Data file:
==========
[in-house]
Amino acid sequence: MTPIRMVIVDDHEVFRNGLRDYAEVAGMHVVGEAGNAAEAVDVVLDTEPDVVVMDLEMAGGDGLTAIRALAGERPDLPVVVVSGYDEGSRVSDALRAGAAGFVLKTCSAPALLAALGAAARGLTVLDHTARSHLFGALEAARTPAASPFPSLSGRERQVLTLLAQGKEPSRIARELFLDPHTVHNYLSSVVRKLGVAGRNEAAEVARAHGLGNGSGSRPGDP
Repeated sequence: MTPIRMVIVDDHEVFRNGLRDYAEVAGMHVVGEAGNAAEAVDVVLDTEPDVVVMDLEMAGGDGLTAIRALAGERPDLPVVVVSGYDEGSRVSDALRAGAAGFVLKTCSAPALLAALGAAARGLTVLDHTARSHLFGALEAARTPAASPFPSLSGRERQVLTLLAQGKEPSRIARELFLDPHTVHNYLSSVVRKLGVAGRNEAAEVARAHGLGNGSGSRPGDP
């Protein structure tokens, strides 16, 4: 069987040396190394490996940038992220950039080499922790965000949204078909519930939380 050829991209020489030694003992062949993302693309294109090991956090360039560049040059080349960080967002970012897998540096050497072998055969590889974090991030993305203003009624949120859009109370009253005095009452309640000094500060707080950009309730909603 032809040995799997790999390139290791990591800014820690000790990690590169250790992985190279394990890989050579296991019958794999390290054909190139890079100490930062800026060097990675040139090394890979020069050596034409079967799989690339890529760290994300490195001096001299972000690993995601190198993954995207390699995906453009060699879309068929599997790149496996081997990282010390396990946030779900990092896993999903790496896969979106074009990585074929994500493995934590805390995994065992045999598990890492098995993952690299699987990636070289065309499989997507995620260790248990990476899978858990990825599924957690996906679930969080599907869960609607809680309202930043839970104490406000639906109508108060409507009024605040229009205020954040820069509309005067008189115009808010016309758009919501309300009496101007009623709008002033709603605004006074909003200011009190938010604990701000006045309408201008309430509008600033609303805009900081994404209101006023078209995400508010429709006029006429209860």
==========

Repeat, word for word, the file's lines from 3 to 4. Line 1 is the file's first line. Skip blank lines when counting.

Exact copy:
Repeated sequence: MTPIRMVIVDDHEVFRNGLRDYAEVAGMHVVGEAGNAAEAVDVVLDTEPDVVVMDLEMAGGDGLTAIRALAGERPDLPVVVVSGYDEGSRVSDALRAGAAGFVLKTCSAPALLAALGAAARGLTVLDHTARSHLFGALEAARTPAASPFPSLSGRERQVLTLLAQGKEPSRIARELFLDPHTVHNYLSSVVRKLGVAGRNEAAEVARAHGLGNGSGSRPGDP
């Protein structure tokens, strides 16, 4: 069987040396190394490996940038992220950039080499922790965000949204078909519930939380 050829991209020489030694003992062949993302693309294109090991956090360039560049040059080349960080967002970012897998540096050497072998055969590889974090991030993305203003009624949120859009109370009253005095009452309640000094500060707080950009309730909603 032809040995799997790999390139290791990591800014820690000790990690590169250790992985190279394990890989050579296991019958794999390290054909190139890079100490930062800026060097990675040139090394890979020069050596034409079967799989690339890529760290994300490195001096001299972000690993995601190198993954995207390699995906453009060699879309068929599997790149496996081997990282010390396990946030779900990092896993999903790496896969979106074009990585074929994500493995934590805390995994065992045999598990890492098995993952690299699987990636070289065309499989997507995620260790248990990476899978858990990825599924957690996906679930969080599907869960609607809680309202930043839970104490406000639906109508108060409507009024605040229009205020954040820069509309005067008189115009808010016309758009919501309300009496101007009623709008002033709603605004006074909003200011009190938010604990701000006045309408201008309430509008600033609303805009900081994404209101006023078209995400508010429709006029006429209860």